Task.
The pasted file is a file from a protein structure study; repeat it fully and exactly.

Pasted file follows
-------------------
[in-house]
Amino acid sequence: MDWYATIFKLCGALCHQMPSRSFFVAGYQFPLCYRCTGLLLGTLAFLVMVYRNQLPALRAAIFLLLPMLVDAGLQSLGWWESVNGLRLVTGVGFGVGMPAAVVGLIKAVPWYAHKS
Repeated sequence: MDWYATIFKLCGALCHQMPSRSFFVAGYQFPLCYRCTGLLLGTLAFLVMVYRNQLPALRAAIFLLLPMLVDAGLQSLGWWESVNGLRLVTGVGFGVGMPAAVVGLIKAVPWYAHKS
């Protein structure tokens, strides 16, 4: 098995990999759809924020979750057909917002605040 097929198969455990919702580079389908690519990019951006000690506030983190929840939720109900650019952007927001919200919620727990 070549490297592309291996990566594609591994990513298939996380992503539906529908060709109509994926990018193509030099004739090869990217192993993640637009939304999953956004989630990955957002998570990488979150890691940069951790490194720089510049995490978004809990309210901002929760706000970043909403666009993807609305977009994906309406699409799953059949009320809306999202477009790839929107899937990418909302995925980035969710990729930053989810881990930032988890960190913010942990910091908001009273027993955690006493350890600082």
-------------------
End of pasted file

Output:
[in-house]
Amino acid sequence: MDWYATIFKLCGALCHQMPSRSFFVAGYQFPLCYRCTGLLLGTLAFLVMVYRNQLPALRAAIFLLLPMLVDAGLQSLGWWESVNGLRLVTGVGFGVGMPAAVVGLIKAVPWYAHKS
Repeated sequence: MDWYATIFKLCGALCHQMPSRSFFVAGYQFPLCYRCTGLLLGTLAFLVMVYRNQLPALRAAIFLLLPMLVDAGLQSLGWWESVNGLRLVTGVGFGVGMPAAVVGLIKAVPWYAHKS
């Protein structure tokens, strides 16, 4: 098995990999759809924020979750057909917002605040 097929198969455990919702580079389908690519990019951006000690506030983190929840939720109900650019952007927001919200919620727990 070549490297592309291996990566594609591994990513298939996380992503539906529908060709109509994926990018193509030099004739090869990217192993993640637009939304999953956004989630990955957002998570990488979150890691940069951790490194720089510049995490978004809990309210901002929760706000970043909403666009993807609305977009994906309406699409799953059949009320809306999202477009790839929107899937990418909302995925980035969710990729930053989810881990930032988890960190913010942990910091908001009273027993955690006493350890600082």